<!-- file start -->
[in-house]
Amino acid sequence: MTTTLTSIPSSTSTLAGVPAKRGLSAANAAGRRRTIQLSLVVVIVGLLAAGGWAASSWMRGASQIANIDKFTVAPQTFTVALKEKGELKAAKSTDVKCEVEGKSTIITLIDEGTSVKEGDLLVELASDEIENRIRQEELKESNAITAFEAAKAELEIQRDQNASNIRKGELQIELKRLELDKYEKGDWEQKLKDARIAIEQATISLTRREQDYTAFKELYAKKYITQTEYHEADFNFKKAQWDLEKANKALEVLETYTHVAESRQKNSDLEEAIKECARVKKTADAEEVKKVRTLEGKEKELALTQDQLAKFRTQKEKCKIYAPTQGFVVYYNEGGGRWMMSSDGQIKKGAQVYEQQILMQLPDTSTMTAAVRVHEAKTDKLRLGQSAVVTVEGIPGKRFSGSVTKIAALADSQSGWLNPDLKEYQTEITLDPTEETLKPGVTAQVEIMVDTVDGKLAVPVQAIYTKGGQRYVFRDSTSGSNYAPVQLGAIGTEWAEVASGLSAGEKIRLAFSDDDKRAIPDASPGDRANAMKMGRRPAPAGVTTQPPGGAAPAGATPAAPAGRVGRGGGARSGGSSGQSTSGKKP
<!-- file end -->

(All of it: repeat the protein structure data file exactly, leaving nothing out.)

[in-house]
Amino acid sequence: MTTTLTSIPSSTSTLAGVPAKRGLSAANAAGRRRTIQLSLVVVIVGLLAAGGWAASSWMRGASQIANIDKFTVAPQTFTVALKEKGELKAAKSTDVKCEVEGKSTIITLIDEGTSVKEGDLLVELASDEIENRIRQEELKESNAITAFEAAKAELEIQRDQNASNIRKGELQIELKRLELDKYEKGDWEQKLKDARIAIEQATISLTRREQDYTAFKELYAKKYITQTEYHEADFNFKKAQWDLEKANKALEVLETYTHVAESRQKNSDLEEAIKECARVKKTADAEEVKKVRTLEGKEKELALTQDQLAKFRTQKEKCKIYAPTQGFVVYYNEGGGRWMMSSDGQIKKGAQVYEQQILMQLPDTSTMTAAVRVHEAKTDKLRLGQSAVVTVEGIPGKRFSGSVTKIAALADSQSGWLNPDLKEYQTEITLDPTEETLKPGVTAQVEIMVDTVDGKLAVPVQAIYTKGGQRYVFRDSTSGSNYAPVQLGAIGTEWAEVASGLSAGEKIRLAFSDDDKRAIPDASPGDRANAMKMGRRPAPAGVTTQPPGGAAPAGATPAAPAGRVGRGGGARSGGSSGQSTSGKKP